The Black Holes of Communication

What is your top timewaster? Meetings? Communication? Micromanagers? You may be surprised to know that activities relating to communication typically cost people about two hours of wasted time every day. If you work an average eight-hour day, that’s 25% of your day gone to waste because of poor or mismanaged communication.

The causes of communication problems can be many, but it comes down to this – your ability to communicate. If you are unable to say “no,” “stop,” or ask the all-important “why” question, you are wasting time every day. Let me give you an example relating to meetings.

Most people go to meetings because they’re “supposed to” go to them. Why? To show that they’re a good employee? Nonsense! You can respectfully decline to attend meetings when the meeting adds no value to your work or you are unable to contribute value to the topic. If either of these apply, then decline the invitation with your reasons for doing so.

Email is another example. How often do you deal with communication from others when someone else should be dealing with it? Sometimes, we feel it’s the “polite” thing to do to take care of a request because it came to us, but that’s the wrong approach. Advise the sender that you aren’t able to assist them and in that same response to them, copy the person who can. There. You’ve just done double duty in one note.

And what about communicating to others? How are your communication skills? Do you say what you mean or do you skirt the issue? Be direct with your messaging. This saves time not only for you, but also for the recipient.

I recently blogged about micromanaging. This is an area where open and honest communication can really help eliminate timewasting. Sometimes the micromanager doesn’t even know that they’re micromanaging, let alone that they’re contributing to huge timewasting. If you’re under the thumb of a micromanager, call a time out and invite your micromanager to coffee. Point out how his/her micromanaging is impacting your work. You’ll both be better off because of the conversation.

To improve your productivity and gain time in your day, eliminate the black holes of communication by asking more questions (“why” is a powerful antidote), saying “no” more often (e.g., meetings), and speaking up about things that don’t feel right. Contrary to the popular song “Silence is Golden,” silence is not golden if it contributes to wasted time and energy.

Meetings – bane or blessing?

If you’re like most executives, meetings consume a large part of your day. But if you’re a smart executive, you know whether attending or chairing a meeting is worthwhile well before the meeting takes place.

In my experience, many people attend meetings to gather information, provide project status updates, or invigorate a team that appears to be losing steam. These are all the wrong reasons for meeting.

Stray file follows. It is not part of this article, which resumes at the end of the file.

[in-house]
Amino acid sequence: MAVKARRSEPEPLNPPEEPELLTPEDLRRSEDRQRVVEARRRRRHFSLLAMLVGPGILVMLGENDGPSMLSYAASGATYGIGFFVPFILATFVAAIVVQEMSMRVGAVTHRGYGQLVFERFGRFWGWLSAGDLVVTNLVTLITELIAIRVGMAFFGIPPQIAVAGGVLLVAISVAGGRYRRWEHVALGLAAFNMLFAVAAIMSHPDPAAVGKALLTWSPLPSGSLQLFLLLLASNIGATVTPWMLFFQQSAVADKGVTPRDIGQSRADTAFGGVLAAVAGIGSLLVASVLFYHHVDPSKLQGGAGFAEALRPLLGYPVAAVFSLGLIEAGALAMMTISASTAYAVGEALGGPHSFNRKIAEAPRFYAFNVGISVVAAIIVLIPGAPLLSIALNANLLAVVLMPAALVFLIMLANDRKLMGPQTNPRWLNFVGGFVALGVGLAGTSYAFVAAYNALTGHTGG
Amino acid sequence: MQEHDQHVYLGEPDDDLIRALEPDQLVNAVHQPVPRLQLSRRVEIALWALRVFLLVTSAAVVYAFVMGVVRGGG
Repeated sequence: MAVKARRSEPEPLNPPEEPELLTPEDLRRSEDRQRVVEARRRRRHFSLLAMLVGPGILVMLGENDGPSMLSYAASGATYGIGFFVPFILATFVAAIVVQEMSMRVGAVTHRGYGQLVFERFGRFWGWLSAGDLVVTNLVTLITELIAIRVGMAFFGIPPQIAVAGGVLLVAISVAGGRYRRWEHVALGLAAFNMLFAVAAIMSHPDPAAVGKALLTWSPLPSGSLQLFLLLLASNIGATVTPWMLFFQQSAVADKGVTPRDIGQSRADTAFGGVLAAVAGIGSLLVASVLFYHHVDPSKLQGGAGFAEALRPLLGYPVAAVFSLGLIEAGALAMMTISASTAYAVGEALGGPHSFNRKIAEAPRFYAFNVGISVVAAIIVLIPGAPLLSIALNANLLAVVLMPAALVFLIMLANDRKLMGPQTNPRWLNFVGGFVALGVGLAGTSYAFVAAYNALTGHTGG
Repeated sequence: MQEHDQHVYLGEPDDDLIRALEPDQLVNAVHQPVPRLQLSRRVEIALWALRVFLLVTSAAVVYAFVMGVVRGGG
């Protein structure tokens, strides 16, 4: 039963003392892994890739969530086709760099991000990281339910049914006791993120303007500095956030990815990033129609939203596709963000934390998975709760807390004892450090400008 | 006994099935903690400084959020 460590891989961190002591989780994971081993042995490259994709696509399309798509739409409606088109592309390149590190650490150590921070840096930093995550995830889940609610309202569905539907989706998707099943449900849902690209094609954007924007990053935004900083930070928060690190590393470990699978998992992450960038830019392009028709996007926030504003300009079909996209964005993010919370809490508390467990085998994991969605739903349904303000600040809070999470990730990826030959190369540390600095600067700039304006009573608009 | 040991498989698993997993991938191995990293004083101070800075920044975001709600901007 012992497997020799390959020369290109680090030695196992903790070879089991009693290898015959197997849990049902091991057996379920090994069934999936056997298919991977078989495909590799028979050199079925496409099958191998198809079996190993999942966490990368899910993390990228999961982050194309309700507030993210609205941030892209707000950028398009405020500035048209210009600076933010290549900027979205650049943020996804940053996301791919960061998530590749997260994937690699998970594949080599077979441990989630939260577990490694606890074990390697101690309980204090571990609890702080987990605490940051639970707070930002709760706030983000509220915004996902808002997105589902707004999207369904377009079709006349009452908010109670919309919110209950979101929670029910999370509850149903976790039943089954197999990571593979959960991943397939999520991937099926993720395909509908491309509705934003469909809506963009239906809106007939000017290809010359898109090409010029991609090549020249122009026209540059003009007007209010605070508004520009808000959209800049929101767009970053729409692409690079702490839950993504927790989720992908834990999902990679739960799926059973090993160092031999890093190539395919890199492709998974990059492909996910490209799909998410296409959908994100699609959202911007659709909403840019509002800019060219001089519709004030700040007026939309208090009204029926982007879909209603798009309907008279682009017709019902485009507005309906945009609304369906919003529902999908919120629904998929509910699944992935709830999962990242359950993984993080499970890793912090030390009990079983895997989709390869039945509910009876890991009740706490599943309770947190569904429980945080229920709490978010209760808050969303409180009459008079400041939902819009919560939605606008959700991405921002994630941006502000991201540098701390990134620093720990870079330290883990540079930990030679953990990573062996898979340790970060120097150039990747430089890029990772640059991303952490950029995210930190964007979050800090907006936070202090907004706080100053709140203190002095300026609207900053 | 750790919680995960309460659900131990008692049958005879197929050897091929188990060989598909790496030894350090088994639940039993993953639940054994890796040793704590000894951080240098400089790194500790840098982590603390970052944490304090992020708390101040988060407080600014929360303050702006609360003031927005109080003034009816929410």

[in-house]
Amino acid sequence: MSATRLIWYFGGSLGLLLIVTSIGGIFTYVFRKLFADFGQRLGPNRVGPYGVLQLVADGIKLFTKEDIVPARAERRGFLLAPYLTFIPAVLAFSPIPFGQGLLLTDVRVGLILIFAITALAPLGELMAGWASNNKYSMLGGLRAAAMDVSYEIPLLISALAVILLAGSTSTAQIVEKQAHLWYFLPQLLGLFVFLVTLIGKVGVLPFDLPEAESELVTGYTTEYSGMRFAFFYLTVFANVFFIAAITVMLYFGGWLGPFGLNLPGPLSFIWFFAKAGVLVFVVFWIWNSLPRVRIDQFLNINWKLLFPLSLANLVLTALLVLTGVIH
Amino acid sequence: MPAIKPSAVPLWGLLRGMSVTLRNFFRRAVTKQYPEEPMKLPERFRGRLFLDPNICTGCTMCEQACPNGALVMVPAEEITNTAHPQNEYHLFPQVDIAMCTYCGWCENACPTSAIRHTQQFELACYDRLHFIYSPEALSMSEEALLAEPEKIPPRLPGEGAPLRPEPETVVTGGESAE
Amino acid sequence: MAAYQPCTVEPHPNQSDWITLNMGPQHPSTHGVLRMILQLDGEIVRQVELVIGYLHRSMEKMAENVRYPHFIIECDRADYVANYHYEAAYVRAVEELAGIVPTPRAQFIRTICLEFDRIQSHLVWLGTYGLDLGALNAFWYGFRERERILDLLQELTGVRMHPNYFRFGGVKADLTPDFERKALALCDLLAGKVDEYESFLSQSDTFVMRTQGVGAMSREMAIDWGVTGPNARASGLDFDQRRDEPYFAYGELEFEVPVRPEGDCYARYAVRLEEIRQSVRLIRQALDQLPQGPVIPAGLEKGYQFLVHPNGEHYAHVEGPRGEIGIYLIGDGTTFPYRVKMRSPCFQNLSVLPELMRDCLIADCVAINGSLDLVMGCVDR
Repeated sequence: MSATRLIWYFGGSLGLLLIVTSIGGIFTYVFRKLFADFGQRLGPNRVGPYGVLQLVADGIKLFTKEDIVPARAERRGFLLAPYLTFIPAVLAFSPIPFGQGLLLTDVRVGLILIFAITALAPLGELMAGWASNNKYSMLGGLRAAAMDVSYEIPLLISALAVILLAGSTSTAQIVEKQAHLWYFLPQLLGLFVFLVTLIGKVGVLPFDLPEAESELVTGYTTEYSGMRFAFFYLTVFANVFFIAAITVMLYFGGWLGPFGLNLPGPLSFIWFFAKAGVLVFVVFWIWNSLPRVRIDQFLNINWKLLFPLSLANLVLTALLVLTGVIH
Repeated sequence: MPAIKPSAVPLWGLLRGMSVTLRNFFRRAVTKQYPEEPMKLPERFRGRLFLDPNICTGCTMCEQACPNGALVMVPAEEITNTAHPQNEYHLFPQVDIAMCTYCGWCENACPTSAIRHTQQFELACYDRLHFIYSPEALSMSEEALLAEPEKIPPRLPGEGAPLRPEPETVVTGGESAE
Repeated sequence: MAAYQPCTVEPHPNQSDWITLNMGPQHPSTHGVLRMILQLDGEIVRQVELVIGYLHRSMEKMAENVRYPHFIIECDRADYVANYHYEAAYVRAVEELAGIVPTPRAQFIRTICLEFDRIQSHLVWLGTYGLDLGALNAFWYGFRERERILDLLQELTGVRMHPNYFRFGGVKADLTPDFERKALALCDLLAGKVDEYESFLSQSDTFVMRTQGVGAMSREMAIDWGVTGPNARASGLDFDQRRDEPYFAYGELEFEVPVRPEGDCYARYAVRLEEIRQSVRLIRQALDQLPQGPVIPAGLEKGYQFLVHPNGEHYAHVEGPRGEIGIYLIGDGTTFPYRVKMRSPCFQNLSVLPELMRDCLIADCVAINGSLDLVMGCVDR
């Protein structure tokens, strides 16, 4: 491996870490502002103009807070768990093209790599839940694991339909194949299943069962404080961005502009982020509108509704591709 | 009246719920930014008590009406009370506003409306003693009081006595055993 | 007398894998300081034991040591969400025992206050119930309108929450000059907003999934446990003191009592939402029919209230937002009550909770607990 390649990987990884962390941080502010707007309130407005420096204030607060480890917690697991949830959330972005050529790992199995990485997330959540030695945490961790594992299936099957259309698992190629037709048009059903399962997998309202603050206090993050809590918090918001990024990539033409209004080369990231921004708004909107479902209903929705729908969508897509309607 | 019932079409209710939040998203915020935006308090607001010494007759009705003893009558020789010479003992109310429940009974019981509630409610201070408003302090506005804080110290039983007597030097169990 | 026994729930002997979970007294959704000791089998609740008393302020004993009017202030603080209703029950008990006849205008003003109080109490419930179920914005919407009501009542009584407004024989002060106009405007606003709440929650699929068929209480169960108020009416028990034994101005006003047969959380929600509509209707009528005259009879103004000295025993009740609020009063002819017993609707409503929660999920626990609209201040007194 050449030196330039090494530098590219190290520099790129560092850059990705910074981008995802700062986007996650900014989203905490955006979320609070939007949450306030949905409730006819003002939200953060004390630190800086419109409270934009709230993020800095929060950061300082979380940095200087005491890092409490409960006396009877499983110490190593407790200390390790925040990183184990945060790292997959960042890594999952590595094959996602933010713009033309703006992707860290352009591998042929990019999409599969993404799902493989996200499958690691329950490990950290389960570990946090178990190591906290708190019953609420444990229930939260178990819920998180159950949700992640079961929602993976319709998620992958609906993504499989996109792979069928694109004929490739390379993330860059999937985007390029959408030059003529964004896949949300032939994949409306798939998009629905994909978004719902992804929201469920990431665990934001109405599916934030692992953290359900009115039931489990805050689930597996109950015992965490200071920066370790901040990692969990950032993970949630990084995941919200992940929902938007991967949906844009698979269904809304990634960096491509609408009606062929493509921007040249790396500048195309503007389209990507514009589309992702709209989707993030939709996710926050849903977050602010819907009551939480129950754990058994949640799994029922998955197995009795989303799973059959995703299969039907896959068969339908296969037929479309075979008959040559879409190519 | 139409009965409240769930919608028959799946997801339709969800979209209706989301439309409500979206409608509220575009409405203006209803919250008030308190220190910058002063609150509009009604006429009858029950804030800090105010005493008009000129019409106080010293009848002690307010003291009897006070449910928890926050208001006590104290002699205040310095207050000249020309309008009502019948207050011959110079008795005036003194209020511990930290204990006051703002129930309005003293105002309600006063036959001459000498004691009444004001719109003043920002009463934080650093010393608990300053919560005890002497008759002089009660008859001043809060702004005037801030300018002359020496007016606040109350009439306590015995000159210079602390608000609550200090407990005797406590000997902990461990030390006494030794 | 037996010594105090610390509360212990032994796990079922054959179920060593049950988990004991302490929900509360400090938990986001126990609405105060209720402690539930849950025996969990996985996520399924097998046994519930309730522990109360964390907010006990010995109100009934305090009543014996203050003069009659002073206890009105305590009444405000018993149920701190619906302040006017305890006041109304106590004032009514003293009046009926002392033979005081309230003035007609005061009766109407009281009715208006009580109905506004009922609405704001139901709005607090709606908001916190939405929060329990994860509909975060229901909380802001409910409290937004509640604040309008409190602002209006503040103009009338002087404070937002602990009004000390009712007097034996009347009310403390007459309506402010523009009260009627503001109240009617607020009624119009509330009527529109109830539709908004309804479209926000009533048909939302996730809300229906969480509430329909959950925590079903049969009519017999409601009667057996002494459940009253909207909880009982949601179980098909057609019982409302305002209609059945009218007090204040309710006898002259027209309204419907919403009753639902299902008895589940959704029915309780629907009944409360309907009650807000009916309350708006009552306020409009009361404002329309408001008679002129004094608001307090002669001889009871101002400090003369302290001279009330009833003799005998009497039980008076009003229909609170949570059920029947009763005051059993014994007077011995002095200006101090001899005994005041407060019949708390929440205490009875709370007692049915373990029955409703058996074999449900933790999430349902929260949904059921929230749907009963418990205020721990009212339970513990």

If you need information or need to provide information such as a project status update, use email. This is especially the case if the information serves a one-way purpose. Why waste the time of several people if your goal can be achieved in a more efficient manner?

And invigorating a team? You don’t need a group meeting for that. Meet individually with each team member to address their concerns in private. This is a surefire way to get the motivation back–when the member sees that you are taking a personal interest  in their concerns rather than grouping all interests in a boardroom.

But if you really do need a meeting, here are key considerations to ensure your meeting is efficient and effective:

  1. Prepare an agenda. The agenda must include the meeting date, start time and duration, location, purpose, and topic items allocated to meeting discussion leaders along with an objective for each topic. Be sure your agenda conveys a sense of urgency, so that participants will want to participate  and not just show up (or worse: show up late). For example, a meeting purpose of “budget challenges this year” is much more interesting than “budget status.”
  2. Invite the right people. All those at the meeting must either have something to contribute to the topic or have authority over decisions regarding the topic. If they are neither, they do not need to be at the meeting, but you can certainly keep them in the loop via email.
  3. Assign meeting attendees a task(s) for the meeting. For instance, someone can be a timekeeper for the meeting to ensure the meeting topics stay within allotted time, someone else can take minutes, another person can manage the whiteboard to capture ideas, and another person can be responsible for ensuring all people are heard. The more involved the attendees, the better the chances of a successful outcome. Tip: if you have extensive flipchart or whiteboard notes or diagrams, take a picture of them and them convert them to an Adobe file. This will make the work searchable and no one needs to spend hours after the meeting to re-create the original work.
  4. Whether you are facilitating or participating, hone in on non-verbal cues of  attendees. Understanding the non-verbal cures will help you to engage all  attendees in the meeting. According to Alton Barbour, only seven percent of communication is what we say and the rest is how we say it. Pitch, volume, and rhythm carry 38 percent of a message, while body language, facial expressions, and eye movement account for 55 percent.
  5. Close the meeting with a plan of action. And remember to follow-up the meeting with minutes in a timely manner.

Incorporating the above considerations into any meeting you convene or attend, will provide you an opportunity to be part of efficient meetings that provide real value to participants. And since meetings are products of good leadership, conducting an efficient and productive meeting will solidify your own good leadership skills.